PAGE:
Over the past few weeks I've been doing a bit more with Firefox OS. While it's a
fun platform to hack on with almost zero platform knowlege (it's just the web,
mostly), it gets better with a few tips:
1) Use the Firefox Developer tools for certified apps:
It's possible to hack on gaia (the
Firefox OS frontend) with just your text editor of choice and
adb logcat -
but you probably don't want to do that.
If you've tried writing your own WebApps for Firefox OS, you've probably
come across the App Manager
(if not, you should probably give it a try).
And heres the tip, you're not restricted to using App Manager for the apps
you write; you can also debug certified apps by setting some prefs in your
You can also enable this by default with a build option that we'll cover in
2) Use the Firefox Developer tools to debug the main process:
The above works for all applications on the device... but what if you want
to get to bits of the actual runtime? Well you can do this too. Follow the
same steps as above, but this time use Firefox with the
devtools.chrome.enabled pref set to
Connect to your device (using the App Manager) and on the Device screen,
you'll see a "DEBUG MAIN PROCESS" button; click that and you can debug
JSMs, run privileged JS in the scratchpad, accidentally destroy your device,
3) Some convenient defaults
Running through the first time use setup every time you push a new version
of gaia to a device can be a drag, and having to configure wifi, and setting
the device to debug certified apps... and turn off the lockscreen, etc.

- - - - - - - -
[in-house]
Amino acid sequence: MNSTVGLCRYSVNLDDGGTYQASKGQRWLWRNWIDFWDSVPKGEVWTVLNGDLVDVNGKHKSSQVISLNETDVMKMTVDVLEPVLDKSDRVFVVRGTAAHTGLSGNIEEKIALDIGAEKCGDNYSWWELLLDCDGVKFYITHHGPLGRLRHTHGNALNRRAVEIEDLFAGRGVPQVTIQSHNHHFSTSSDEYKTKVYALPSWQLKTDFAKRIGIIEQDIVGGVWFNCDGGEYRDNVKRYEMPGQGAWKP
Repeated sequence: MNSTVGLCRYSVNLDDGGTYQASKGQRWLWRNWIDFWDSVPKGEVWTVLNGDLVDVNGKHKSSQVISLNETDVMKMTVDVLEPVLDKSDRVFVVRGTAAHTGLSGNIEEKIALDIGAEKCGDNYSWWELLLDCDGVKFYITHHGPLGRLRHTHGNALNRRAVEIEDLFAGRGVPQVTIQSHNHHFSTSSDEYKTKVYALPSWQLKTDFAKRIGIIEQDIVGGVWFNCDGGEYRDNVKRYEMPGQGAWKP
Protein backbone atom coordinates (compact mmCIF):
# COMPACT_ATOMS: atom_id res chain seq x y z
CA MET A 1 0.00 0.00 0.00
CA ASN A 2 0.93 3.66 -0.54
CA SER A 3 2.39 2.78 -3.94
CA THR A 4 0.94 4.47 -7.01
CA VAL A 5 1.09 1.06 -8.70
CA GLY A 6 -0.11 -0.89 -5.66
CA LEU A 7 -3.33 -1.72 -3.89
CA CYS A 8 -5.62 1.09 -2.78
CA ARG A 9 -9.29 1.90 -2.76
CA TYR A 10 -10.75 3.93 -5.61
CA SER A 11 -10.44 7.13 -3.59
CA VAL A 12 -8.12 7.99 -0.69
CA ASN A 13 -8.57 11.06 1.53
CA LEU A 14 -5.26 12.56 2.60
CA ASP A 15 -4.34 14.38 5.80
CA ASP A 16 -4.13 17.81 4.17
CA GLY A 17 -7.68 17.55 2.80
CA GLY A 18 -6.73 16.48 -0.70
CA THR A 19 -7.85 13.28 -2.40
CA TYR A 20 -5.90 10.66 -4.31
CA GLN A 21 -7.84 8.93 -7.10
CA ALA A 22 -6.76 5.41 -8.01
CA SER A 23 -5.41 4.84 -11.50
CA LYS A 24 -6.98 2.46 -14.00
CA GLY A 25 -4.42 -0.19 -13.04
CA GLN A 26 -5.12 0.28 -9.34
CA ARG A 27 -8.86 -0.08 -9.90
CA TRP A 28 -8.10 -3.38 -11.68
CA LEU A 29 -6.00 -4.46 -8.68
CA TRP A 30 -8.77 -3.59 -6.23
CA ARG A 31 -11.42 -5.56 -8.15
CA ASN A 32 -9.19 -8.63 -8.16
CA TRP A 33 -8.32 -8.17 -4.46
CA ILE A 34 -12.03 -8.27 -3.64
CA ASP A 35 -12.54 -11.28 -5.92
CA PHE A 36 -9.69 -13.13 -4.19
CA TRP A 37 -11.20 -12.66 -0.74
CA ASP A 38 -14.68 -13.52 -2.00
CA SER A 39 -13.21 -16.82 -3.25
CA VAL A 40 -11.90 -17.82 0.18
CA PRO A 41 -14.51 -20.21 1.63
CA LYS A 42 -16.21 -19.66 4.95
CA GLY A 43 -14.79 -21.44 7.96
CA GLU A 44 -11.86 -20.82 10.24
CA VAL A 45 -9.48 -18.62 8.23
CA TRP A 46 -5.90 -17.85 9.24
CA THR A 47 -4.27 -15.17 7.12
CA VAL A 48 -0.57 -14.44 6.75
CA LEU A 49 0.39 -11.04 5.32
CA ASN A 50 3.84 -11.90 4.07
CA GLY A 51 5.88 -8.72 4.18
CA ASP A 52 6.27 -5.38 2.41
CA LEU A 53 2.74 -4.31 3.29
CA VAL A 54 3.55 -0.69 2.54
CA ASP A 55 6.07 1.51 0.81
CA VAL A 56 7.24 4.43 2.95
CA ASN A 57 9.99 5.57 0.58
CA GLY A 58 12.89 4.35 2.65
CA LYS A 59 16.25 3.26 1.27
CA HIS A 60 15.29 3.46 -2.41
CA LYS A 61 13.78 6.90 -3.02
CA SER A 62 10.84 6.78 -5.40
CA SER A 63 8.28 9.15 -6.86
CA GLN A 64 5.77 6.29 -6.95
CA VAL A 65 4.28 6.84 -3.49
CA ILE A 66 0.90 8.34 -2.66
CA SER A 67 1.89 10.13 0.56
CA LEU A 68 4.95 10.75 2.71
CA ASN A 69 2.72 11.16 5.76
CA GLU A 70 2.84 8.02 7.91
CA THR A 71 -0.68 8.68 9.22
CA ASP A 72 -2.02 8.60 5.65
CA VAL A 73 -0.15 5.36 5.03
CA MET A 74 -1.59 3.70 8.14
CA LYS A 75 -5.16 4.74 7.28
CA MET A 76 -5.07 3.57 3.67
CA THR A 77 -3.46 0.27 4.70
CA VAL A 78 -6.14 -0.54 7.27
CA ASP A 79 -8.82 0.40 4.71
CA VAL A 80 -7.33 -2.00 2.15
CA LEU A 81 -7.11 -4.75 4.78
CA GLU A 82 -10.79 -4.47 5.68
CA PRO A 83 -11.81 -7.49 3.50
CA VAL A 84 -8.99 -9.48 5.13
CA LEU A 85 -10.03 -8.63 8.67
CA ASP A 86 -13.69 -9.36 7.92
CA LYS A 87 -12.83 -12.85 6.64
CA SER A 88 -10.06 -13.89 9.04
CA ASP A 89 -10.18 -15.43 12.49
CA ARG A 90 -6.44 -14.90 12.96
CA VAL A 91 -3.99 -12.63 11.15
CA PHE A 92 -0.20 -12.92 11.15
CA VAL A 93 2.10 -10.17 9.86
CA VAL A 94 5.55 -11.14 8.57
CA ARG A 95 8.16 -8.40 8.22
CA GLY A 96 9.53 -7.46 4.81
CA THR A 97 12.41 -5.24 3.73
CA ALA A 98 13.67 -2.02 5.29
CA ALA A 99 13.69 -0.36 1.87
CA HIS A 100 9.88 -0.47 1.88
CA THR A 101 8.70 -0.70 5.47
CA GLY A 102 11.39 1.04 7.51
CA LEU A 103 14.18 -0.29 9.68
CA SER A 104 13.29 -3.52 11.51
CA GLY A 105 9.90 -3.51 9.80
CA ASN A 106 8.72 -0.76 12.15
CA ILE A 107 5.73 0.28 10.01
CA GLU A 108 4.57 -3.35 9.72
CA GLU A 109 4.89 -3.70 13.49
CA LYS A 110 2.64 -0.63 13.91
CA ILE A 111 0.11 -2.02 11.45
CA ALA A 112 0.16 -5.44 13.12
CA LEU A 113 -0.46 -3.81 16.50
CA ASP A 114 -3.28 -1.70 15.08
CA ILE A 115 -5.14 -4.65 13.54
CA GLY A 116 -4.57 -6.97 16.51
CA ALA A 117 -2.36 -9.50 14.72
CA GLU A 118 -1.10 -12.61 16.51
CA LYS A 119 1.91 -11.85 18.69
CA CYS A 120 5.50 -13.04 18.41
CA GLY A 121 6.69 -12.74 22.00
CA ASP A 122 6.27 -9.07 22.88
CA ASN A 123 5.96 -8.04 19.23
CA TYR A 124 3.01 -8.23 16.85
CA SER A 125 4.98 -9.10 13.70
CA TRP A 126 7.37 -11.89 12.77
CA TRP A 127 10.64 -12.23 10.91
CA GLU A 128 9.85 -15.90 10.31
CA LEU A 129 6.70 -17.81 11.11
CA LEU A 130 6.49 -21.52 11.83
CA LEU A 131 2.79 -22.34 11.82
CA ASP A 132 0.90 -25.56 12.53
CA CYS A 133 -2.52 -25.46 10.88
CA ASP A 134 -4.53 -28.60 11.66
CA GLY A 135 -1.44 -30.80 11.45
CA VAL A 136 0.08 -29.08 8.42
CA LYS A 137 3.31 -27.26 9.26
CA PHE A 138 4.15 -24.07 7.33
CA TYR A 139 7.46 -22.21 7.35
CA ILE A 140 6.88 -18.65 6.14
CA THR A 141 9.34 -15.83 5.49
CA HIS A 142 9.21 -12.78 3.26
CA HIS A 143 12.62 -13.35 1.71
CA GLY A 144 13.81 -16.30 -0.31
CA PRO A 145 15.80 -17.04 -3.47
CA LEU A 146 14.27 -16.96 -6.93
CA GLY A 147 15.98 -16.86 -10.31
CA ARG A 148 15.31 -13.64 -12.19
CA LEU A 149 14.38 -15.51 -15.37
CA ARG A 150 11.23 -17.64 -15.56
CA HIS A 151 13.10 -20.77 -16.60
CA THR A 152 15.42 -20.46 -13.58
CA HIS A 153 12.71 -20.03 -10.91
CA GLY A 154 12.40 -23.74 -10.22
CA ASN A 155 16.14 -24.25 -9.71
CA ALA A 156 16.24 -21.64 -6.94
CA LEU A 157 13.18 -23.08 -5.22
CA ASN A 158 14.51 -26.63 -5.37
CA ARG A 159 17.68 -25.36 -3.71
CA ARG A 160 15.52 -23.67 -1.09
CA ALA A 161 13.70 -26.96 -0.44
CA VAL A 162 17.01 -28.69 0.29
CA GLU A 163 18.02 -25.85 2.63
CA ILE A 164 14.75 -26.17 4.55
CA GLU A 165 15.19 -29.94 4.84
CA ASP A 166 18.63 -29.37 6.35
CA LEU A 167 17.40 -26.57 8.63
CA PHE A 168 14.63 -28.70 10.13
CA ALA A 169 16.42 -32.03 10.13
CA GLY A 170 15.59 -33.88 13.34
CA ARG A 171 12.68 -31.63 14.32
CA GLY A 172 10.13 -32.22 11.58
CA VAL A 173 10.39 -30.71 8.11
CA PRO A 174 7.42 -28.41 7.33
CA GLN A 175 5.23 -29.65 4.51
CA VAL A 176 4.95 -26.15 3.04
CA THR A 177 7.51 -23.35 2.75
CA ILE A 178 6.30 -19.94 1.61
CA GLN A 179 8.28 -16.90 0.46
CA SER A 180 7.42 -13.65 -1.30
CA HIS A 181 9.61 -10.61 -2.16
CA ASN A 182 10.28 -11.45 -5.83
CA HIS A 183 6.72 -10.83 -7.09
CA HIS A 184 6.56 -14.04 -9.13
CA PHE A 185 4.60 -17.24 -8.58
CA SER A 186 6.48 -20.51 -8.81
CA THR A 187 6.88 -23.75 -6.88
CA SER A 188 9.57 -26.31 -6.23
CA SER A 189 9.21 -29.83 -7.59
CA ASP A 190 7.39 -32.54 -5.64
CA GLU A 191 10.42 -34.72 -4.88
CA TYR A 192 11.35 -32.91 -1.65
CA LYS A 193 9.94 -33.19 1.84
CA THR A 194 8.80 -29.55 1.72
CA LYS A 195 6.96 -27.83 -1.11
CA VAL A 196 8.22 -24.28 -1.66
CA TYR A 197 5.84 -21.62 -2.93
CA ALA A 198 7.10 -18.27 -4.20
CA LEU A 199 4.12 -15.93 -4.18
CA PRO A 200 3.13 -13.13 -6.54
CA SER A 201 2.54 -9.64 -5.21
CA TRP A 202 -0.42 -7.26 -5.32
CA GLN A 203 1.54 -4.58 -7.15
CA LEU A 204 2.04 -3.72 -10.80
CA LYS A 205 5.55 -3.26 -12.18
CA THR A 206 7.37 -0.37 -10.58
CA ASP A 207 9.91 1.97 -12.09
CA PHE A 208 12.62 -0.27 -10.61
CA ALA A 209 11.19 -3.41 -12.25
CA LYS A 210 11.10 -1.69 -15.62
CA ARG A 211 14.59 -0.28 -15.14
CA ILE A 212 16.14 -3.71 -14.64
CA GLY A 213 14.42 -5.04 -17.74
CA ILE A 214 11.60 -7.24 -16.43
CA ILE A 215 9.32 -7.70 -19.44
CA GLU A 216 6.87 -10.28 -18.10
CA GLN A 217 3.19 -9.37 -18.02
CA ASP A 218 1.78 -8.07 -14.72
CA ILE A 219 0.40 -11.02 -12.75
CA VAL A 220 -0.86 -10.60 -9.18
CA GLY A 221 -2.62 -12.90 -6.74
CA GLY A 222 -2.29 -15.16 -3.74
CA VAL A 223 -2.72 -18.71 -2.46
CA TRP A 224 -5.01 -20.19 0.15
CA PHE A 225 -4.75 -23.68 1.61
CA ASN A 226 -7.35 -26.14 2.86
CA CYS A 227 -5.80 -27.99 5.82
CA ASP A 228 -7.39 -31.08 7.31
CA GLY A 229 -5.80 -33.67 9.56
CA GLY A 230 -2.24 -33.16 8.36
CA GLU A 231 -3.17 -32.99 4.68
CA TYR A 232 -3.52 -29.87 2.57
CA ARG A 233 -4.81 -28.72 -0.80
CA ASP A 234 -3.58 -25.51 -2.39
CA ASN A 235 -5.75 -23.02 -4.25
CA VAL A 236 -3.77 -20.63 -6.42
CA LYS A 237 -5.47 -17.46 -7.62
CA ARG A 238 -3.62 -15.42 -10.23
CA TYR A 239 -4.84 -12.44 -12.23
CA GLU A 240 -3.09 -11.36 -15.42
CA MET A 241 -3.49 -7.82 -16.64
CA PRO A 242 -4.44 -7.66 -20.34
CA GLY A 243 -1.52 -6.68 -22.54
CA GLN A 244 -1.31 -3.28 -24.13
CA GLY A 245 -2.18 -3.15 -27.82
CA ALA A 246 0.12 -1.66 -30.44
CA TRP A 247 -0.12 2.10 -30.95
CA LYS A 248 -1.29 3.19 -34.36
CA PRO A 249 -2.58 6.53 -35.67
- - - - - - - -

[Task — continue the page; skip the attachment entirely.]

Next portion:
Setting some options when you build gaia saves many of these steps. E.g:
DEVICE_DEBUG=1 NOFTU=1 make reset-gaia
will keep your wifi settings, enable debugging of certified apps, disable the
lockscreen, remove the prompt to accept debugger connections and turn off the
first time use screen.
4) Use a proxy to inspect and manipulate HTTP / HTTPS traffic
Tools like Burp and ZAP
have features which are useful if you're making or breaking stuff for the web.
There's an MDN document describing one way of doing that here
- but there's another way (yes, I'm going to update that article); Plug-n-Hack
providers (like Burp, ZAP and some others) provide manifests containing
information on how clients should configure themselves, including root
certificates to install for TLS termination, etc.
This, combined with the 'debug main process' feature of the devtools, allows
you to install your proxy's root cert onto your device by running some code
from a scratchpad.
You can then connect to your proxy in one of two ways:
You can pull the default prefs from your device, change them to add the relevant proxy prefs, put them back.
Or, you could configure your tool to proxy HTTP and HTTPS transparently
then set up iptables on your device to point to your proxy. E.g, to make
HTTPS traffic go through your proxy tool:
adb shell iptables -t nat -A OUTPUT -p tcp --dport 443 -j DNAT --to-destination 192.168.0.14:8443
And, to reset it when you're done:
adb shell iptables -t nat -F
But, if you find yourself doing this lots, there's a way that's even more
conveient; set up a testing LAN where all traffic is proxied by default.
This way, you can turn proxying on and off just by changing which wireless
LAN you're connected to.
I built mine using a raspberry pi and steps similar to these.
I changed the iptables rules to look like this:
:INPUT ACCEPT [49:3128]
:FORWARD ACCEPT [0:0]
:OUTPUT ACCEPT [37:3924]
-A FORWARD -i eth0 -o wlan0 -m state --state RELATED,ESTABLISHED -j ACCEPT
-A FORWARD -i wlan0 -o eth0 -j ACCEPT
:PREROUTING ACCEPT [1:72]
:INPUT ACCEPT [1:72]
:OUTPUT ACCEPT [1:148]
-A PREROUTING -i wlan0 -p tcp -m tcp --dport 80 -j DNAT --to-destination <proxy_host>:<http_port>
-A PREROUTING -i wlan0 -p tcp -m tcp --dport 443 -j DNAT --to-destination <proxy_host>:<https_port>
:POSTROUTING ACCEPT [0:0]
-A POSTROUTING -o eth0 -j MASQUERADE